Less than a month after the storied New Orleans Times-Picayune laid off all 161 members of its staff, another paper has done the same. The Reading Eagle, which was just been bought out of Chapter 11 by newspaper chain Digital First Media, has cut all 221 employees. It is unclear how many the new owner might hire back. The purchase price was $5 million.
The Reading Eagle, the daily newspaper in Reading, Pennsylvania, was founded in 1868. It filed for Chapter 11 bankruptcy on March 20, after its owners said they could not sustain years of losses.
The Reading action is part of a pattern that has rippled across the industry and echoes what happened in New Orleans. The troubled Times-Picayune, founded in 1837, was bought by a local rival, the parent of the New Orleans Advocate, which owns papers in nearby Baton Rouge and Lafayette, and was sold by was Advance Local Media, a large chain owned by the billionaire Newhouse family. Despite the family’s wealth, it would not support the paper’s losses. The new owner did not need staff to run two papers in the same city.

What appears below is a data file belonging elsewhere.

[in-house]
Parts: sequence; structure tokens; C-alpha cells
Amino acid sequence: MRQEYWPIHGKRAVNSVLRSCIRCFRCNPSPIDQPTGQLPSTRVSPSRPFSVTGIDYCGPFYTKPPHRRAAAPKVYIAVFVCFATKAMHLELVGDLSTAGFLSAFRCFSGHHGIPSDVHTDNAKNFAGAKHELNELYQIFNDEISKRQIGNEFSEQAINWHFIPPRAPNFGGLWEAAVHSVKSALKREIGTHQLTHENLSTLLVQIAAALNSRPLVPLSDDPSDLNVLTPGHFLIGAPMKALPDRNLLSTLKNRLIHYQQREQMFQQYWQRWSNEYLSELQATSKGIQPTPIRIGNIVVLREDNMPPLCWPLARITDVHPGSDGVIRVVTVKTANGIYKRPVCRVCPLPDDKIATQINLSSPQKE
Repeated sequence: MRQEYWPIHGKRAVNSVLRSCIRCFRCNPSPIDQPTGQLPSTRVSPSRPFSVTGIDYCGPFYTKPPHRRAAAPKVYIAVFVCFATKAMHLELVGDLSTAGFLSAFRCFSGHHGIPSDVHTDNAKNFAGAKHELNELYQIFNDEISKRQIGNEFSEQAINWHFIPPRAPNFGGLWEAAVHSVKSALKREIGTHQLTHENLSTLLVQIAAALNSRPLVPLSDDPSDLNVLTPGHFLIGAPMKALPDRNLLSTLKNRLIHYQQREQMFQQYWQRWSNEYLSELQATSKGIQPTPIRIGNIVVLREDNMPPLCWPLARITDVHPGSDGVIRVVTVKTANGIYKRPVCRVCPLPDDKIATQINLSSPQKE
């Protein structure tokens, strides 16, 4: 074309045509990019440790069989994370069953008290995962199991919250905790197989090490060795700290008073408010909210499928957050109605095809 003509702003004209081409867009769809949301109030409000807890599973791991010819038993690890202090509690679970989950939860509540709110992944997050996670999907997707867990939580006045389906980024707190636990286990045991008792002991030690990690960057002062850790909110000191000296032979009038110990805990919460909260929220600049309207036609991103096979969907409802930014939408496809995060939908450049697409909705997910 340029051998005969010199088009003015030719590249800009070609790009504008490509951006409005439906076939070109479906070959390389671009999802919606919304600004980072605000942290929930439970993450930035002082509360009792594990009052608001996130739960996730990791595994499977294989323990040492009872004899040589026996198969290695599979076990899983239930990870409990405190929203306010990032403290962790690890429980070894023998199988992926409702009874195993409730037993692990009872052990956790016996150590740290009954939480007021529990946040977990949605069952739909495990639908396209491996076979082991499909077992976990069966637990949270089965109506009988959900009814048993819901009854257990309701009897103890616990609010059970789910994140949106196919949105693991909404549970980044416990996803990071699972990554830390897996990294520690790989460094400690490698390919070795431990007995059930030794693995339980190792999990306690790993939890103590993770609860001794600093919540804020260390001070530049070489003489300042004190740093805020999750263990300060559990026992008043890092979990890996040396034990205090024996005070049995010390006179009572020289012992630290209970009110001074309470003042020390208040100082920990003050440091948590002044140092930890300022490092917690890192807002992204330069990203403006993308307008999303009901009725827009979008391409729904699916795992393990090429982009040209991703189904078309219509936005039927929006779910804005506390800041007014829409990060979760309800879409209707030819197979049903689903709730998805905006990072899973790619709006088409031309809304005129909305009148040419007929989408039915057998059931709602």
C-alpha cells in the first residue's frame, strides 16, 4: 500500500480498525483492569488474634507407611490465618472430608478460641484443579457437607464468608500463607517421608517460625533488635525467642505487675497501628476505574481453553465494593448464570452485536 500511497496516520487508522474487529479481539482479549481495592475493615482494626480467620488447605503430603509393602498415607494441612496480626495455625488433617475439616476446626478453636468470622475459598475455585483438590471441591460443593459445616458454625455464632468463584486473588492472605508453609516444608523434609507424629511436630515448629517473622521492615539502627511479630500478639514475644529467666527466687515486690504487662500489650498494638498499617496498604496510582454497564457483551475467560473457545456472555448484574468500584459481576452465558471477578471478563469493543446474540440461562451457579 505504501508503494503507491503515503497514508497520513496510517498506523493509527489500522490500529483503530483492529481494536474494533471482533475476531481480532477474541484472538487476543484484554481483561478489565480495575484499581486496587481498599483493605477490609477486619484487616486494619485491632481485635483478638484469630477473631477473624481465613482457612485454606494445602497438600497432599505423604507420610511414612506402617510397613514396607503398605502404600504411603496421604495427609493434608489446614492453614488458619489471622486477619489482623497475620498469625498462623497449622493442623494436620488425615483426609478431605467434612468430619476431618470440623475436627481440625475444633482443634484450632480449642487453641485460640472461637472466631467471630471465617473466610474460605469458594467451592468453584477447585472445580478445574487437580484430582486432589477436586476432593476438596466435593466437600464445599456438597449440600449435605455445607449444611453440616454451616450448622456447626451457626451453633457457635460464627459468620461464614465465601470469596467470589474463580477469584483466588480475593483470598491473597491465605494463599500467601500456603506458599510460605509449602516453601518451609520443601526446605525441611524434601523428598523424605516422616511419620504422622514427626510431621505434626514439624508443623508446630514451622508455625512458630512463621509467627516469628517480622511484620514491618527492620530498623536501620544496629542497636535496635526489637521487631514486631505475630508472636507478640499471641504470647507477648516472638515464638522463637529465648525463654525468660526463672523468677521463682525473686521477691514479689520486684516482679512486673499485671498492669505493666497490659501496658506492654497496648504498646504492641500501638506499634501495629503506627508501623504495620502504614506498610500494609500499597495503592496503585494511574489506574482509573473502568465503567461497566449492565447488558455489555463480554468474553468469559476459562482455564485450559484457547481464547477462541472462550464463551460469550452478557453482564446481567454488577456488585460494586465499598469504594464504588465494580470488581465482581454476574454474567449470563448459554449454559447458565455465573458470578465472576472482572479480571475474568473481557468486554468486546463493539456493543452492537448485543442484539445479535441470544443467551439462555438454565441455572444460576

In Reading, it was a small owner that sold to an industry behemoth: Digital First, also known as Media New Group. It is among the nation’s largest newspaper chains. Digital First is known for brutally cutting staff to maintain margins. In the past several years, it has done so at several of its largest papers, including the Denver Post, San Jose Mercury News and Boston Herald. Industry observers believe that the Digital First owner, Alden Global Capital, has little interest in editorial quality and will milk its papers for cash flow, even if it means they eventually go out of business.
Digital First recently tried to buy Gannett Co Inc. (NYSE: GCI), the country’s largest newspaper group, and publisher of USA Today. Gannett shareholders rebuffed a slate of directors that Digital First tried to install. Gannett still has to contend with the fact that its own margins are under pressure.
The problems of the newspaper industry have been repeatedly chronicled. People have turned away from the purchase and readership of print media. Revenue from print has collapsed at both papers and magazines. As the media have moved online, digital advertising and online subscriptions, it was hoped, would offset the drop in legacy revenue. So far, the model has only worked at a few papers, such as The New York Times and Wall Street Journal.
The Reading Eagle may not be the last paper that survives mostly in name only. The newspaper industry’s tragedy is far from over.